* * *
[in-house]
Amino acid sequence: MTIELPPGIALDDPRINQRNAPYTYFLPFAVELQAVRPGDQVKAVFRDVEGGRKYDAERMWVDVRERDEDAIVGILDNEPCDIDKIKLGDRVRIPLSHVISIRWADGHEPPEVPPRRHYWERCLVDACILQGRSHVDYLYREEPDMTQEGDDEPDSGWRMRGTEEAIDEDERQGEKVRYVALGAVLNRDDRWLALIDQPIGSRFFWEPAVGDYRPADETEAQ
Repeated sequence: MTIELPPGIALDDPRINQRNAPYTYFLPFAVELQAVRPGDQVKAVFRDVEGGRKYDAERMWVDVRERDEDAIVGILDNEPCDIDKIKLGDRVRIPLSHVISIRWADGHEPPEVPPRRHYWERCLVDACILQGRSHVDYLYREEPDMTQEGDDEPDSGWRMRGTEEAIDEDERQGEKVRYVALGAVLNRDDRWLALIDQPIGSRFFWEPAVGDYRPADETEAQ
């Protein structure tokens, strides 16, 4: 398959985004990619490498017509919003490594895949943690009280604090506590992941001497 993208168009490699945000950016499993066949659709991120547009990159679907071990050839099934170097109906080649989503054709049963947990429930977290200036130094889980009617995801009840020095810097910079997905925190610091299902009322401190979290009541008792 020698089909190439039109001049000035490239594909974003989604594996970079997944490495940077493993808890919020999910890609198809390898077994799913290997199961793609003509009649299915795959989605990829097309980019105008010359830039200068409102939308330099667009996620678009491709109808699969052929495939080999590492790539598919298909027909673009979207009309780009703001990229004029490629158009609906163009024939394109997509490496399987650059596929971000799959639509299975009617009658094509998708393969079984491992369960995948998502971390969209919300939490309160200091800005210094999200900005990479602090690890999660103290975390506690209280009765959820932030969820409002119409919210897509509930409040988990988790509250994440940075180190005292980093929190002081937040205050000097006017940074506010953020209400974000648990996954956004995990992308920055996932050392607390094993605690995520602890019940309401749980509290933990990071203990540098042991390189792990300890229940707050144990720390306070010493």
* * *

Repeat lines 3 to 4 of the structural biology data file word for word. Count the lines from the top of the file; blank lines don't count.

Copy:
Repeated sequence: MTIELPPGIALDDPRINQRNAPYTYFLPFAVELQAVRPGDQVKAVFRDVEGGRKYDAERMWVDVRERDEDAIVGILDNEPCDIDKIKLGDRVRIPLSHVISIRWADGHEPPEVPPRRHYWERCLVDACILQGRSHVDYLYREEPDMTQEGDDEPDSGWRMRGTEEAIDEDERQGEKVRYVALGAVLNRDDRWLALIDQPIGSRFFWEPAVGDYRPADETEAQ
């Protein structure tokens, strides 16, 4: 398959985004990619490498017509919003490594895949943690009280604090506590992941001497 993208168009490699945000950016499993066949659709991120547009990159679907071990050839099934170097109906080649989503054709049963947990429930977290200036130094889980009617995801009840020095810097910079997905925190610091299902009322401190979290009541008792 020698089909190439039109001049000035490239594909974003989604594996970079997944490495940077493993808890919020999910890609198809390898077994799913290997199961793609003509009649299915795959989605990829097309980019105008010359830039200068409102939308330099667009996620678009491709109808699969052929495939080999590492790539598919298909027909673009979207009309780009703001990229004029490629158009609906163009024939394109997509490496399987650059596929971000799959639509299975009617009658094509998708393969079984491992369960995948998502971390969209919300939490309160200091800005210094999200900005990479602090690890999660103290975390506690209280009765959820932030969820409002119409919210897509509930409040988990988790509250994440940075180190005292980093929190002081937040205050000097006017940074506010953020209400974000648990996954956004995990992308920055996932050392607390094993605690995520602890019940309401749980509290933990990071203990540098042991390189792990300890229940707050144990720390306070010493």